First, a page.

I’m also not sure that from a practical point of view there is anything wrong with Kent State giving administrative staff an additional four days of paid vacation. (Faculty are off from mid-December until mid-January. Ah, the good old days.) And I’m sure KSU Prez Lefton felt the heat from the staff since Akron U now shuts down every year at this time. The reality is that when a public university is closed there is no lost sales, no diminished income.
Unfortunately, in the context of everything else that is happening in the economy these days, that reality is going to fly smack into the public’s perception that universities (and education in general) are wasteful stewards of taxpayer funds. And that students — and many parents — are getting gouged.
Here’s the reality facing Chrysler and others:
Auto plants normally shut down over the winter holiday, but the new reductions extend the usual closures. Chrysler’s plants had been scheduled to stop production from Dec. 24 to Jan. 2, but now will close Friday and stay dark until at least Jan. 19.
Two factories in Toledo that make the Jeep Liberty, Jeep Wrangler and Dodge Nitro will be closed until Jan. 26, the company said. A minivan plant in Canada and a plant in Detroit that makes the Dodge Viper will remain shut until Feb. 2.
Most of the workers will receive unemployment coverage equivalent to nearly full pay during the furloughs, officials said. Asked whether the announcement might be viewed as a means of influencing politicians who are weighing a bailout, Chrysler spokeswoman Mary Beth Halprin said, “This is really a response to what we’re seeing in the marketplace. . . . We run plants when we have orders. We don’t run plants when we don’t have orders.”
Folks, those are a lot of jobs here in the Buckeye State. So you can count on the dead tree version of the Akron Beacon Journal printing at least one letter expressing outrage over the KSU holiday closing. And many — inside the university administration and out — will view reader reactions with the usual, “ho hum.”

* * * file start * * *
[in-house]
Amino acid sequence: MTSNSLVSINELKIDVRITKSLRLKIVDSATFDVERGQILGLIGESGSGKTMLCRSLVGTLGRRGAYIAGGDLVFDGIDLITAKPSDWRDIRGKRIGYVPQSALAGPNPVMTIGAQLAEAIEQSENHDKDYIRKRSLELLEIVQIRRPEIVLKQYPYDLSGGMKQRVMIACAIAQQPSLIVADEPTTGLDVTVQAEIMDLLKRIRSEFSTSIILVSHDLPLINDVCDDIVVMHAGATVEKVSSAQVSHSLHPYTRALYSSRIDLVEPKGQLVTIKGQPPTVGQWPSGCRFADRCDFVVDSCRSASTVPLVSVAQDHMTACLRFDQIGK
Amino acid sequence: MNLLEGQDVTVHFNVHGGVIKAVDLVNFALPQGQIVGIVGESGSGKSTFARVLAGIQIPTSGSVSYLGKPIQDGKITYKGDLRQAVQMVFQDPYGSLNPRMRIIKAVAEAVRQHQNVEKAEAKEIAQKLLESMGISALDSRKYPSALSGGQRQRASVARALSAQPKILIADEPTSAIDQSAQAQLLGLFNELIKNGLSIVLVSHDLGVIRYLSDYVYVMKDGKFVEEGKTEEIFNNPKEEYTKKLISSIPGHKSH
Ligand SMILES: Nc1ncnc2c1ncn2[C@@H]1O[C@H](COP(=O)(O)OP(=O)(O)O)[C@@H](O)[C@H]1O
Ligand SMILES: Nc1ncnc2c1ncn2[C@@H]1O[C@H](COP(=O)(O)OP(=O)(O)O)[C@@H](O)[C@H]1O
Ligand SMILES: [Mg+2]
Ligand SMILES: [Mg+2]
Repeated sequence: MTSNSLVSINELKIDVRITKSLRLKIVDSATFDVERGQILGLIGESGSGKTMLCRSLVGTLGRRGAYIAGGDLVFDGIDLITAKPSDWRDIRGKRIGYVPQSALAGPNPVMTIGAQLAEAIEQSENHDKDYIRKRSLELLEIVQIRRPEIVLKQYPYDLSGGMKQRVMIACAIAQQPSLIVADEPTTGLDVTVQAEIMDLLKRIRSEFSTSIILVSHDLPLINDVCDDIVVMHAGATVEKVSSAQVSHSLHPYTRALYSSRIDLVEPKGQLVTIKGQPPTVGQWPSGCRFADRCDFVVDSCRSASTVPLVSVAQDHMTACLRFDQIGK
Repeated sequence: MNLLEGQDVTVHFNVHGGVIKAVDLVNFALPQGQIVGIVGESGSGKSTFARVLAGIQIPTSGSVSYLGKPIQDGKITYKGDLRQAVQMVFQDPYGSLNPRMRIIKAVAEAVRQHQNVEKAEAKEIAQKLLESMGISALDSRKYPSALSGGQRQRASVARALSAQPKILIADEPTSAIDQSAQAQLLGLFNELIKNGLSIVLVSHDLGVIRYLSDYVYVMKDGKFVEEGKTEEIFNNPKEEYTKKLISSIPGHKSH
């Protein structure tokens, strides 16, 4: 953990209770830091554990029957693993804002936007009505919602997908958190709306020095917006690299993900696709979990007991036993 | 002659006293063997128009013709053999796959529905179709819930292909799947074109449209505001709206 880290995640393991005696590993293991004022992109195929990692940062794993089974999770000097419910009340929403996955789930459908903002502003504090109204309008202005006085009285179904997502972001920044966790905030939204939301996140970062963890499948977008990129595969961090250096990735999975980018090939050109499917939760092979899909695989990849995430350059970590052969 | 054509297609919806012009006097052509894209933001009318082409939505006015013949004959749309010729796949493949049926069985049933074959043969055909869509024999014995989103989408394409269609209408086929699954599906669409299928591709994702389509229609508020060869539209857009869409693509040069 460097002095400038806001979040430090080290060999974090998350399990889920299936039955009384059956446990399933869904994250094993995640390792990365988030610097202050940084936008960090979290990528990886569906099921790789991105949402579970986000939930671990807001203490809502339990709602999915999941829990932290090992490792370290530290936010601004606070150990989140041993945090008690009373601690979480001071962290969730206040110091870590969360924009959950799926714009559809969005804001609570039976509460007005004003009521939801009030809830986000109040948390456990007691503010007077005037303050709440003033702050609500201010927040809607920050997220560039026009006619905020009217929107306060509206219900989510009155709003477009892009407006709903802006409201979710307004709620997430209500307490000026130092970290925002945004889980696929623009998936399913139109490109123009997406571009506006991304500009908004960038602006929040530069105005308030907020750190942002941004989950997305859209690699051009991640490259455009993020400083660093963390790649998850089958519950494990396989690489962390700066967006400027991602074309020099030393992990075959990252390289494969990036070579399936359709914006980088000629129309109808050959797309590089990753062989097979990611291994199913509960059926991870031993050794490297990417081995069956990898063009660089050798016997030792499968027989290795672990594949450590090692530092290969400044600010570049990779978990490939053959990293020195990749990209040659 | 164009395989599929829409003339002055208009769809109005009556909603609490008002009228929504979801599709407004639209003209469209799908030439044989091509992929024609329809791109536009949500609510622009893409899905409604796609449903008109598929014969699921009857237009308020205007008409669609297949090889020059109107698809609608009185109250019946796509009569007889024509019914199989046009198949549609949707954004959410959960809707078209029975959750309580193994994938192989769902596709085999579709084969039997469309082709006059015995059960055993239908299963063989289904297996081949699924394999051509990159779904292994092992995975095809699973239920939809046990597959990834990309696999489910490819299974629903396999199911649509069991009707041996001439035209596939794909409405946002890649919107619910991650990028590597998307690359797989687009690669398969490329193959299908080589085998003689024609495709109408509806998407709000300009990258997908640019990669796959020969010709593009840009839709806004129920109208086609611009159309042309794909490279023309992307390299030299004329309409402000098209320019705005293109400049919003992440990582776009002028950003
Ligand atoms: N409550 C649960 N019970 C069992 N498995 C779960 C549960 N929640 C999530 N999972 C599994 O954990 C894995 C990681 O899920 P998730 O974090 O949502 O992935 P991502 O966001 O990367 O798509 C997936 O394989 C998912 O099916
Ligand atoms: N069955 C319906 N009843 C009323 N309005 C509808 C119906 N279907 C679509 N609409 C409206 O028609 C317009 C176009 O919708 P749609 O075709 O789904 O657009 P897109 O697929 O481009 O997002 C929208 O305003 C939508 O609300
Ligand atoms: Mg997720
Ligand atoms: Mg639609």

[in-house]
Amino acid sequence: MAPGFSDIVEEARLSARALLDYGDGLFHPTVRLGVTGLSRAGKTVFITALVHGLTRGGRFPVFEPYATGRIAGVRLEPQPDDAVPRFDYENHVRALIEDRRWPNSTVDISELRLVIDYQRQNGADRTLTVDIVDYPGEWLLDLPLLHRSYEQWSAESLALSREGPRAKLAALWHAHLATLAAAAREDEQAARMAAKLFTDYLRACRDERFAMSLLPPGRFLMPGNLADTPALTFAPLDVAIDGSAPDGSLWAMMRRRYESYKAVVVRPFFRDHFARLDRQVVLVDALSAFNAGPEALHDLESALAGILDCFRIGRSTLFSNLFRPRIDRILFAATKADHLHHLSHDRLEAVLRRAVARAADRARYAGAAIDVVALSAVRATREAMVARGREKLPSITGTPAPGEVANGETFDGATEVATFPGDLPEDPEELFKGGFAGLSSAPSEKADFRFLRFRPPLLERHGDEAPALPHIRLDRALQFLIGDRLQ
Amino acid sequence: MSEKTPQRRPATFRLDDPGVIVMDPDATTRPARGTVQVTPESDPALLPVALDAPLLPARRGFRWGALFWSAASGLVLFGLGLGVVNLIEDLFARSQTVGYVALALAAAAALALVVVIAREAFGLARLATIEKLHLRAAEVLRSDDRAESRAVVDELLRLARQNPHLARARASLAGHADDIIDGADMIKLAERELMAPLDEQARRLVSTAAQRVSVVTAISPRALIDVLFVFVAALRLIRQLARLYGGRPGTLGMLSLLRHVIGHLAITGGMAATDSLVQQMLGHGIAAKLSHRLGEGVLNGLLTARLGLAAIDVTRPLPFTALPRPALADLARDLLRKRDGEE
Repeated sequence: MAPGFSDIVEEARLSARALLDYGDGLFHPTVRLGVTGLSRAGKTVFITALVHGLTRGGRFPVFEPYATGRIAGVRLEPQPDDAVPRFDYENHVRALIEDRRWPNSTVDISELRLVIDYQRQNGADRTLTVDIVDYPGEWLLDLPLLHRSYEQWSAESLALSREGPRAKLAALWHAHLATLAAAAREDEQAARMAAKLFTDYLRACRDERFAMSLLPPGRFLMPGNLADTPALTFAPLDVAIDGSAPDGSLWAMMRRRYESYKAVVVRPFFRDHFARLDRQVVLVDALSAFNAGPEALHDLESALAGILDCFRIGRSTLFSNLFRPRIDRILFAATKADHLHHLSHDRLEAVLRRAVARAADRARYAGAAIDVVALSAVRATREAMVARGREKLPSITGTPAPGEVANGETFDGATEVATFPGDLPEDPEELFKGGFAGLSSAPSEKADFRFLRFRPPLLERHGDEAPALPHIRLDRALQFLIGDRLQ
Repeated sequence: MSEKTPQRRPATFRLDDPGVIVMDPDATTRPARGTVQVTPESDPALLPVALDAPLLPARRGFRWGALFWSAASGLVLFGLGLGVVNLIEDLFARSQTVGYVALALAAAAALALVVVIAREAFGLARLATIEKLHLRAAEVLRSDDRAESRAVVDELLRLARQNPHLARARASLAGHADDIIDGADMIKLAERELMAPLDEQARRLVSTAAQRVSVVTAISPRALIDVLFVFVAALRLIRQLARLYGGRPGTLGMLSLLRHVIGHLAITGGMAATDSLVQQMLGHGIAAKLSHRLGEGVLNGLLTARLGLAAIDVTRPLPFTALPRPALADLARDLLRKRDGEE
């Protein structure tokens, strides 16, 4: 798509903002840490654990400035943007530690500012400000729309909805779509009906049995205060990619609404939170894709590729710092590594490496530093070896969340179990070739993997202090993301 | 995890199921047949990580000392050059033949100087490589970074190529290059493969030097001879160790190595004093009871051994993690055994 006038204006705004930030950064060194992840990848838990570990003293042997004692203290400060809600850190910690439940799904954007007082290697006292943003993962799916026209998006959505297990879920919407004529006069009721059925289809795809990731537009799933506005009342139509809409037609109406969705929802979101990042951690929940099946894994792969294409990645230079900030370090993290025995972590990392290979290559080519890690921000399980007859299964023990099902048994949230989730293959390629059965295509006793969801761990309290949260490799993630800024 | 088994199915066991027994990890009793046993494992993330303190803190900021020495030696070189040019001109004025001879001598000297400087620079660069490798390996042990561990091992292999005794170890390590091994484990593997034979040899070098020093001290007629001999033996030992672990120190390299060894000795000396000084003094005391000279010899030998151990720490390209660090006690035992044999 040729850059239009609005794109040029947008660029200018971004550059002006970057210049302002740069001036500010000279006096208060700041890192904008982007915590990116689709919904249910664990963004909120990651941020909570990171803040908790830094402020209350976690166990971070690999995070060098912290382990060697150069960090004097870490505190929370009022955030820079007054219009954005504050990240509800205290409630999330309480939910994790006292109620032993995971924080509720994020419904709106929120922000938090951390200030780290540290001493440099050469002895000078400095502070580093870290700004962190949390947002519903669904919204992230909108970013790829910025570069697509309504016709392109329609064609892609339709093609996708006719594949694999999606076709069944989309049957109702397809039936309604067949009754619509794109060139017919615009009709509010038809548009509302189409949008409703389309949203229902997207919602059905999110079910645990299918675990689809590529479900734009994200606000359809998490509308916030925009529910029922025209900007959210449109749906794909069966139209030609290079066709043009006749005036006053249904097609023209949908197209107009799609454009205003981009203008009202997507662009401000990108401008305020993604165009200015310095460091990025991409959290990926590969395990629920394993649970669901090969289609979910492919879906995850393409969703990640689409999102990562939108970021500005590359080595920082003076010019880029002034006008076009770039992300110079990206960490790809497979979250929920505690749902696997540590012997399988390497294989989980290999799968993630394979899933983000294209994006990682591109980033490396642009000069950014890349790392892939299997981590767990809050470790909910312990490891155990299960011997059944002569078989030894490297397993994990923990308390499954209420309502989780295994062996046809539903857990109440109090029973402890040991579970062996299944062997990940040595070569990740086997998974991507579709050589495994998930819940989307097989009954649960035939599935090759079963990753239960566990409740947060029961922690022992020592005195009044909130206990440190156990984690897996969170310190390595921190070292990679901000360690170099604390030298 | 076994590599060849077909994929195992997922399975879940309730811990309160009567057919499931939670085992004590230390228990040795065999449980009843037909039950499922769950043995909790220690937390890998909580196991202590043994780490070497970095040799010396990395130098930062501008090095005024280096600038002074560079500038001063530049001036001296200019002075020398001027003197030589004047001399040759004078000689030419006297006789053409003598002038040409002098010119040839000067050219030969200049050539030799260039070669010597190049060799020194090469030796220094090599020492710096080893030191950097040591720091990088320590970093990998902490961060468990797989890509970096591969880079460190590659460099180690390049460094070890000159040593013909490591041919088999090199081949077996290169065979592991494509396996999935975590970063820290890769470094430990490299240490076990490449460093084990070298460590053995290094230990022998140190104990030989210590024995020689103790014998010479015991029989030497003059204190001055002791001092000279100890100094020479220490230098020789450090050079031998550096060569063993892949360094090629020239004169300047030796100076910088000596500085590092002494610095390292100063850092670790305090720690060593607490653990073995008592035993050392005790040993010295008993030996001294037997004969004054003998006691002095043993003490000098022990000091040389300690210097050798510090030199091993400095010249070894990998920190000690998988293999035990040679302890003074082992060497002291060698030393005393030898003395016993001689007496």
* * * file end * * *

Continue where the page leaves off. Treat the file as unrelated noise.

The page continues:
They shouldn’t. In the not-to-distant future some heads of public universities are going to be traveling to Columbus asking for money. Dare we call it a bailout? They can’t keep passing the costs along to students in the form of higher tuition and fees. In fact, a recent report by the National Center for Public Policy and Higher Education says, “The rising cost of college — even before the recession — threatens to put higher education out of react for most Americans.” From The New York Times article:
Over all, the report found, published college tuition and fees increased 439 percent from 1982 to 2007 while median family income rose 147 percent. Student borrowing has more than doubled in the last decade, and students from lower-income families, on average, get smaller grants from the colleges they attend than students from more affluent families.
“If we go on this way for another 25 years, we won’t have an affordable system of higher education,” said Patrick M. Callan, president of the center, a nonpartisan organization that promotes access to higher education.
“When we come out of the recession,” Mr. Callan added, “we’re really going to be in jeopardy, because the educational gap between our work force and the rest of the world will make it very hard to be competitive. Already, we’re one of the few countries where 25- to 34-year-olds are less educated than older workers.”
I guess if you could sell more cars — oops, meant to say enroll and retain more students — then I guess the problem goes away. But I don’t think that is realistic here in Ohio with an aging and declining population. And a lot of those jobs at Chrysler, Ford, GM and related suppliers in Toledo and throughout the state that aren’t coming back were held by middle-class families who were helping first-generation students attend public universities.
OK. Here’s a quiz. Given the continuing need to increase revenue, what will Ohio public universities do?
A — Head to Columbus for more taxpayer money. (Note to administrators: Please drive.)
B — Increase tuition and fees (once the current freeze has been lifted).
C — Reduce administrative costs and operating expenses.
Clearly “C” is out of the question. So if you are looking at either “A” or “B” — you’ll find out that perception, and maybe a few extra vacation days over the holidays, matter.